Teaching and Learning in Australian University Transnational Education

By Anne Chapman.

Published by The Learner Collection

Format Price
Article: Print $US10.00
Article: Electronic $US5.00

The rapid expansion of Australian university transnational education, with courses being delivered offshore and onshore in a variety of formats and configurations, and in collaboration with a range of overseas partners, is changing the nature of teaching and learning in the tertiary sector. Transnational courses in some cases are delivered in full in the host country, and in other cases allow or require students to complete part of their degree onshore. Transnational activities include moderated programmes, where a local overseas institution teaches its own programme, with quality assurance provided by an Australian university. The university then offers ‘advanced standing’ to graduates of the local programme. This paper reports a qualitative case study of the perspectives of key academic stakeholders involved in one such moderated programme regarding the issues that arise for them with respect to quality teaching and learning. The findings are presented in terms of three key emergent themes, namely, welfare, curriculum and pedagogy.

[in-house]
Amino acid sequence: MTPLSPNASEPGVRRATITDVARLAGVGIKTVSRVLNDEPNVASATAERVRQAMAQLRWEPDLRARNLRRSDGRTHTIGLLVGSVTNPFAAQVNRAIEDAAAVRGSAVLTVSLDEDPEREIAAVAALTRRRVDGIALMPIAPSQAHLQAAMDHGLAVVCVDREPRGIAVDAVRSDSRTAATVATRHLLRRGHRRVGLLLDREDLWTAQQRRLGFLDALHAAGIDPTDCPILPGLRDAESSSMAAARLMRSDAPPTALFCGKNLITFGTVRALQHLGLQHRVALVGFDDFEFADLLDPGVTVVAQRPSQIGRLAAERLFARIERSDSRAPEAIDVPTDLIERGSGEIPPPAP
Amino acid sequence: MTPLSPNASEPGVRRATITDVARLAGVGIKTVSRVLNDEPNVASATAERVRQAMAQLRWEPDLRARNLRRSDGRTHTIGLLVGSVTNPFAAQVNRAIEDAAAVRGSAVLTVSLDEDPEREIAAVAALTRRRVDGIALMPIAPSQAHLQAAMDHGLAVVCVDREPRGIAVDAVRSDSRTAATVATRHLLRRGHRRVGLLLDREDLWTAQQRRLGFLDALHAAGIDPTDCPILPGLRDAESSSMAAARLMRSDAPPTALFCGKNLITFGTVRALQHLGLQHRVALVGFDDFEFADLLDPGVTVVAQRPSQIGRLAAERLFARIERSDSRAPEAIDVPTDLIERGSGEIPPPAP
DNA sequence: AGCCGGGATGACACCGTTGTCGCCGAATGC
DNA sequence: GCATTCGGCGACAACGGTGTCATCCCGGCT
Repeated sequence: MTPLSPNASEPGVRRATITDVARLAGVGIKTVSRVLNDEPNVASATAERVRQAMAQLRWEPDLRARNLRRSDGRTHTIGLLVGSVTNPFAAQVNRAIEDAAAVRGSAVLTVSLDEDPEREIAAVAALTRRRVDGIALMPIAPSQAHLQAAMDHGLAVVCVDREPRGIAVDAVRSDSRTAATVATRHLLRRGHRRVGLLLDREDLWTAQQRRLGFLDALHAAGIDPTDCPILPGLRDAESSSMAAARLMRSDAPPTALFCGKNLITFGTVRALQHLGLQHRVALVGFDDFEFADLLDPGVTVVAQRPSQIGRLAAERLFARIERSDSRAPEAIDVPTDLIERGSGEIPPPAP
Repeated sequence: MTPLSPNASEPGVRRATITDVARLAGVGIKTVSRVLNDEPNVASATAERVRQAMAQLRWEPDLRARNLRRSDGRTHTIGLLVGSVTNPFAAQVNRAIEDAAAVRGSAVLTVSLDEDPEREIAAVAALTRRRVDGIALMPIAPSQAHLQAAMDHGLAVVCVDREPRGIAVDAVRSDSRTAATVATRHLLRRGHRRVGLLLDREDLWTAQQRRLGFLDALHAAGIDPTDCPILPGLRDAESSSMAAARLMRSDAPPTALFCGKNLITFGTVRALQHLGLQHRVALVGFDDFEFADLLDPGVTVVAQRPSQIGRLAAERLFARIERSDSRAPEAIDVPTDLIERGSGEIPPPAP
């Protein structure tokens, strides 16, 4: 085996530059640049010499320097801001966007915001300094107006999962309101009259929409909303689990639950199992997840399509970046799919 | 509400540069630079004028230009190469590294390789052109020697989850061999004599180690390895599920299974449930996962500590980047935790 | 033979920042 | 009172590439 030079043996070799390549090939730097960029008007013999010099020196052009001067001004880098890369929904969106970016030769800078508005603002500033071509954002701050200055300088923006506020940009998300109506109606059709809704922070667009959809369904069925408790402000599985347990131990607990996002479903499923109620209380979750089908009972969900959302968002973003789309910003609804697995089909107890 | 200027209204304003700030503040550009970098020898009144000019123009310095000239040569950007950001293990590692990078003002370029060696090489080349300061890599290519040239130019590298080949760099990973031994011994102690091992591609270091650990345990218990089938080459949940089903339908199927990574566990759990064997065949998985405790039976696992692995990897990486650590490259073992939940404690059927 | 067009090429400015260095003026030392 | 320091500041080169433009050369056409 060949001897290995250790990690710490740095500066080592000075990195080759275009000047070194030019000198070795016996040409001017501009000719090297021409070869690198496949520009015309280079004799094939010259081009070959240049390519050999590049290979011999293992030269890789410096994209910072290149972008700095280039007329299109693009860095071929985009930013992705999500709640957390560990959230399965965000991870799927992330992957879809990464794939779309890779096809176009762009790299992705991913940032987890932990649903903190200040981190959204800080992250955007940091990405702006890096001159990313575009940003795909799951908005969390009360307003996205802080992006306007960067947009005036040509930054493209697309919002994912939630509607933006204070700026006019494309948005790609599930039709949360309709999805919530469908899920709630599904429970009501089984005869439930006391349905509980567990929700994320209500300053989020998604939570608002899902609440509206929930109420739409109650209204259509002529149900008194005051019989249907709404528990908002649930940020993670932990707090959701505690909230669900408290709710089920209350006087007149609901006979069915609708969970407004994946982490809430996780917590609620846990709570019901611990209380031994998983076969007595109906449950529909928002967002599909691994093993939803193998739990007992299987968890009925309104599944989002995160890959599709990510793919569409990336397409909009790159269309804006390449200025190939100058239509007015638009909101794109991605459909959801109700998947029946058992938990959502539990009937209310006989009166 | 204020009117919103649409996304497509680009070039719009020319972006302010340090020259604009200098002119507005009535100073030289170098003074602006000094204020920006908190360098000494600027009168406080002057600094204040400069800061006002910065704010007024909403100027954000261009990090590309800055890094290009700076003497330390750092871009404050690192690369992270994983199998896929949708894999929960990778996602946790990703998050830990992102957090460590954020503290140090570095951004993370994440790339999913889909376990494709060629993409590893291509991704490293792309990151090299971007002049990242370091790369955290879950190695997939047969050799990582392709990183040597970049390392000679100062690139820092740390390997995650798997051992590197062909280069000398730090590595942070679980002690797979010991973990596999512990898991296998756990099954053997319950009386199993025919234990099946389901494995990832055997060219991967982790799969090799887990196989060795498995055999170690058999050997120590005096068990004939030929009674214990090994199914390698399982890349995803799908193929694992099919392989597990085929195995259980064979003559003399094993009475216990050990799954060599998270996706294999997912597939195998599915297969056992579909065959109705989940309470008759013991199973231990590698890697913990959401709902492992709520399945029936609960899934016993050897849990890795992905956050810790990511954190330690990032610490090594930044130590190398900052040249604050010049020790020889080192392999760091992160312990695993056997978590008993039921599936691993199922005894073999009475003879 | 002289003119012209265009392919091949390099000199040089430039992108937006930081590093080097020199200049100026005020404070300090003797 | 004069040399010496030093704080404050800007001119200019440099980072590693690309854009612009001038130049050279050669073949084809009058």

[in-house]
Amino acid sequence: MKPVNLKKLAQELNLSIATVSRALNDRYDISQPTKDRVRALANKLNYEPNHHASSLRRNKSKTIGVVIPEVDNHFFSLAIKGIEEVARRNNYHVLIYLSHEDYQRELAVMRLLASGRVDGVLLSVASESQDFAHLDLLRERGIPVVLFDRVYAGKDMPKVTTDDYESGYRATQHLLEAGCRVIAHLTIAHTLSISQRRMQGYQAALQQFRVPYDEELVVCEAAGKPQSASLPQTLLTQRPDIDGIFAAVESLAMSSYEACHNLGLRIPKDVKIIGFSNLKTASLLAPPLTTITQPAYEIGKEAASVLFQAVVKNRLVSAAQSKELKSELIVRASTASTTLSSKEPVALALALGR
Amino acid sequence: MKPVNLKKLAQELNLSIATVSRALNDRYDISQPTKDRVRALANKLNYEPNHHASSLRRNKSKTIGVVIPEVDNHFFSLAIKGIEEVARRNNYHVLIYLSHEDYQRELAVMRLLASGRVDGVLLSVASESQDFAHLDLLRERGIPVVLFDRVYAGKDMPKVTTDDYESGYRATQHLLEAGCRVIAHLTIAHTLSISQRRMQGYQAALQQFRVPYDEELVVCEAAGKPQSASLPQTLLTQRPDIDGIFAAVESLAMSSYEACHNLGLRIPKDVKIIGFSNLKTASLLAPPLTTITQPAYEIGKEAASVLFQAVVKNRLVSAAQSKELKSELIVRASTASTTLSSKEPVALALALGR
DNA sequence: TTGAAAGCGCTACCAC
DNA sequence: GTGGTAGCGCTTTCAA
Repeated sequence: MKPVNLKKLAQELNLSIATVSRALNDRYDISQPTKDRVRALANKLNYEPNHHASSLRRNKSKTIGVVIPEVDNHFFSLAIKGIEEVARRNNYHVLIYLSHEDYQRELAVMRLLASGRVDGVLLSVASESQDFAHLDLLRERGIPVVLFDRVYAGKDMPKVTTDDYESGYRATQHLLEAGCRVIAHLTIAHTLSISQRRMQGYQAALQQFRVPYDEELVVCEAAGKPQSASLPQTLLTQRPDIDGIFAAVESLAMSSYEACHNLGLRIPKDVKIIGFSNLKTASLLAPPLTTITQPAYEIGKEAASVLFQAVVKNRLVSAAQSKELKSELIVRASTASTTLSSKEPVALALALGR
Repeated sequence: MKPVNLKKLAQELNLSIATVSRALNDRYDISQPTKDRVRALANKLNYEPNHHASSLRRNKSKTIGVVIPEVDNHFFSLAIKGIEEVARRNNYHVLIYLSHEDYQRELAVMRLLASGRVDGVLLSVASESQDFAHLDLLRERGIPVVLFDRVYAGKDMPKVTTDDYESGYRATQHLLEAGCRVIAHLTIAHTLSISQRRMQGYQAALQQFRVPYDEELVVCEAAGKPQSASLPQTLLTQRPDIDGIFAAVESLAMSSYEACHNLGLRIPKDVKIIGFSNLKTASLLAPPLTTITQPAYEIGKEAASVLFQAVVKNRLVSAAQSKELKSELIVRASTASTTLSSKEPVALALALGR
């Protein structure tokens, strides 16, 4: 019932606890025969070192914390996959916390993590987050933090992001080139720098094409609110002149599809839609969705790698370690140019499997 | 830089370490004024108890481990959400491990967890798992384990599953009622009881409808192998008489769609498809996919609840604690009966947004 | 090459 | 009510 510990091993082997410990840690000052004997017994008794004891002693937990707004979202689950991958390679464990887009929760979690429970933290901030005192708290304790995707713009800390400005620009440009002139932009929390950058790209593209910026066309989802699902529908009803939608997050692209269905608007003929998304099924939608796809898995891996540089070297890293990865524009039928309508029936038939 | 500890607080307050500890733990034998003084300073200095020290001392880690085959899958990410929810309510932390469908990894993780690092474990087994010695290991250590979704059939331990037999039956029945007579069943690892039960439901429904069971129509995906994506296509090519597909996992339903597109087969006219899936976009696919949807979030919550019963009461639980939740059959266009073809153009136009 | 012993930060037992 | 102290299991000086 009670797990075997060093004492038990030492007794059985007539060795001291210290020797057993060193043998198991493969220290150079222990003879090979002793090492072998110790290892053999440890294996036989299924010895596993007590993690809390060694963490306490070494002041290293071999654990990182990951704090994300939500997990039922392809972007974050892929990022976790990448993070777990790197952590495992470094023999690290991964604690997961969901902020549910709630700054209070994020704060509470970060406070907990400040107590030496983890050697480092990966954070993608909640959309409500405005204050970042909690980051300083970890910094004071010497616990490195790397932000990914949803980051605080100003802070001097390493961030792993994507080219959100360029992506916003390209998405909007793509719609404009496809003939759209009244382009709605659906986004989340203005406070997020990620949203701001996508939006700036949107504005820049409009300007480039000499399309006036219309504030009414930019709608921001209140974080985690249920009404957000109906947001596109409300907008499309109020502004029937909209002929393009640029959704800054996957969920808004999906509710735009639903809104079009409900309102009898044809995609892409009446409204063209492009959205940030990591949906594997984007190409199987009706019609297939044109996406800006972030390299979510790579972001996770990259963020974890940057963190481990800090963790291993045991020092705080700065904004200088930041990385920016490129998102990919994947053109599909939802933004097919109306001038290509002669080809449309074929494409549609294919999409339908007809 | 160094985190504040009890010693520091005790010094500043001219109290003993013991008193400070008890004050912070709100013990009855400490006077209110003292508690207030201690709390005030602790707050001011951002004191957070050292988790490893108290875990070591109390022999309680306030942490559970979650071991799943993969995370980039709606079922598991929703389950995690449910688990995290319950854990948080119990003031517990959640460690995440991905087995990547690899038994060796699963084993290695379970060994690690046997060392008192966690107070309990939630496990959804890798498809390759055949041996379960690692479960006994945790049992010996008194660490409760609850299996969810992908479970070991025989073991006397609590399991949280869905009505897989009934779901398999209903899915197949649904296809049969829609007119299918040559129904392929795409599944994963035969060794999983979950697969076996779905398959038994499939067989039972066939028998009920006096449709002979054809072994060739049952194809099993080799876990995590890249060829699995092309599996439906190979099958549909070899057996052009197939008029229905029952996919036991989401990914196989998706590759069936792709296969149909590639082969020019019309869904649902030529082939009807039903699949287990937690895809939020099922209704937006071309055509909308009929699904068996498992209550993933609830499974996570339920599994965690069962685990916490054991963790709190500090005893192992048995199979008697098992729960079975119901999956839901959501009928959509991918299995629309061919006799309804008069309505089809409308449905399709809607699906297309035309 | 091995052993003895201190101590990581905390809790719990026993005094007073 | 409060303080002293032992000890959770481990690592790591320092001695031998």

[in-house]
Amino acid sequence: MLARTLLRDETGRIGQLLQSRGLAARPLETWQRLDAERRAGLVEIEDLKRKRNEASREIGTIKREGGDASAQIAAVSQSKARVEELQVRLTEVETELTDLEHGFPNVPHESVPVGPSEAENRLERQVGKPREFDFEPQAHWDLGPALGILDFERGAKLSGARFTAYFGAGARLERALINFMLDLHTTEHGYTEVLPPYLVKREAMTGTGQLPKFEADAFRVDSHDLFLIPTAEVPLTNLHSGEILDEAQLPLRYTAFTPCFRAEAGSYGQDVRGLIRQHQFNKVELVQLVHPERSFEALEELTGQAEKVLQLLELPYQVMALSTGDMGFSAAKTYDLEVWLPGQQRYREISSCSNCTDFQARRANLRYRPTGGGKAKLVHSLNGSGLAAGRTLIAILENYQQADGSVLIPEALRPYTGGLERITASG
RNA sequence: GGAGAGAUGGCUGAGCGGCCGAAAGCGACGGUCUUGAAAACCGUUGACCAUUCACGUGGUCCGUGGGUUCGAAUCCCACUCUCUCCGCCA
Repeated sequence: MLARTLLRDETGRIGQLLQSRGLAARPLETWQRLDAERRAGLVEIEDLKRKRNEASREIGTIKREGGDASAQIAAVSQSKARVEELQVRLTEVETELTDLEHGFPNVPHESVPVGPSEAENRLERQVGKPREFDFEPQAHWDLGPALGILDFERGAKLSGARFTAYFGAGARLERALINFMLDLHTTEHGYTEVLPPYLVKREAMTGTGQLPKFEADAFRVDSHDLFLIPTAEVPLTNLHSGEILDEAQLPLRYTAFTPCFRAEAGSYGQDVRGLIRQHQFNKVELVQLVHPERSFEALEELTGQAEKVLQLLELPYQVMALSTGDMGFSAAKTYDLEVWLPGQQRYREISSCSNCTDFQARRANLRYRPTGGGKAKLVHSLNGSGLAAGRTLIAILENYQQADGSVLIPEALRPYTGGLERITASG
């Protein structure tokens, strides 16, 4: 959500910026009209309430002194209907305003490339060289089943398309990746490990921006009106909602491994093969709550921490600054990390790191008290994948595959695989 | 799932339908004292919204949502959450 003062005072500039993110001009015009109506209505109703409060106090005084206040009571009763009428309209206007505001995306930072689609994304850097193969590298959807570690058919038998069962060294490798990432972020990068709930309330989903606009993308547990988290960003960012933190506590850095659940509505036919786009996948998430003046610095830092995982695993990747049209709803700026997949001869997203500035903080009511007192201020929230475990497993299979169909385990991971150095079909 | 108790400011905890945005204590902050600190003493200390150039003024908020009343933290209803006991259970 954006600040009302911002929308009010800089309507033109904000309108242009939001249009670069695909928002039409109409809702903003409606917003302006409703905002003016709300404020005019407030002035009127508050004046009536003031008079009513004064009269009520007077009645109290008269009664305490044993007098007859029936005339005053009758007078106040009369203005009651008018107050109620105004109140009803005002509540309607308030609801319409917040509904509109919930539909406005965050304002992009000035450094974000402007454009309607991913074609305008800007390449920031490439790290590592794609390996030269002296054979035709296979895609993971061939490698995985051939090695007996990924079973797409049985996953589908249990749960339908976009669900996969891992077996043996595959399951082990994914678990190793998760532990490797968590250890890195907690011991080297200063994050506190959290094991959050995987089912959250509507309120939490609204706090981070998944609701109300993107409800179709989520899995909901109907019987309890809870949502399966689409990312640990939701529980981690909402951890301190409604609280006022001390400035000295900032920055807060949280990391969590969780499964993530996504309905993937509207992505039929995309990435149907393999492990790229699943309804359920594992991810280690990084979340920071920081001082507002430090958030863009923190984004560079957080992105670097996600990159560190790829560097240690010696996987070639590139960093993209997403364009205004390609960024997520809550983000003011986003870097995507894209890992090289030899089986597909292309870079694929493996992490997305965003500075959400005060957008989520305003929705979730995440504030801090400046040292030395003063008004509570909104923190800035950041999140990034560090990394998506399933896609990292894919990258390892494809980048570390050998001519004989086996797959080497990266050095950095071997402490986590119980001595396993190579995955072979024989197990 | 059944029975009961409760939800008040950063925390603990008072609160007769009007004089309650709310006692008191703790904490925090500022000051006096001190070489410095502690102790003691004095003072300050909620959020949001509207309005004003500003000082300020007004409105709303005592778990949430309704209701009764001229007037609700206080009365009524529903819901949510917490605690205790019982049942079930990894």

Keywords: Transnational Education, Higher Education, Teaching and Learning, Quality Assurance

The International Journal of Learning, Volume 16, Issue 1, pp.315-322. Article: Print (Spiral Bound). Article: Electronic (PDF File; 1.158MB).

Anne Chapman

Associate Professor, Graduate School of Education, The University of Western Australia, Perth, WA, Australia

Anne Chapman is an Associate Professor in the Graduate School of Education at The University of Western Australia, where she teaches in the areas of qualitative research methods, youth culture, and language and literacy. She is involved in the design and delivery of units in the school’s masters and doctoral transnational programmes. Her main research interests are in the areas of the internationalisation of higher education and the social semiotics of classroom learning. Her current research focuses on the dynamics of educational communities and student identity in the context of the internationalisation of Australian universities.


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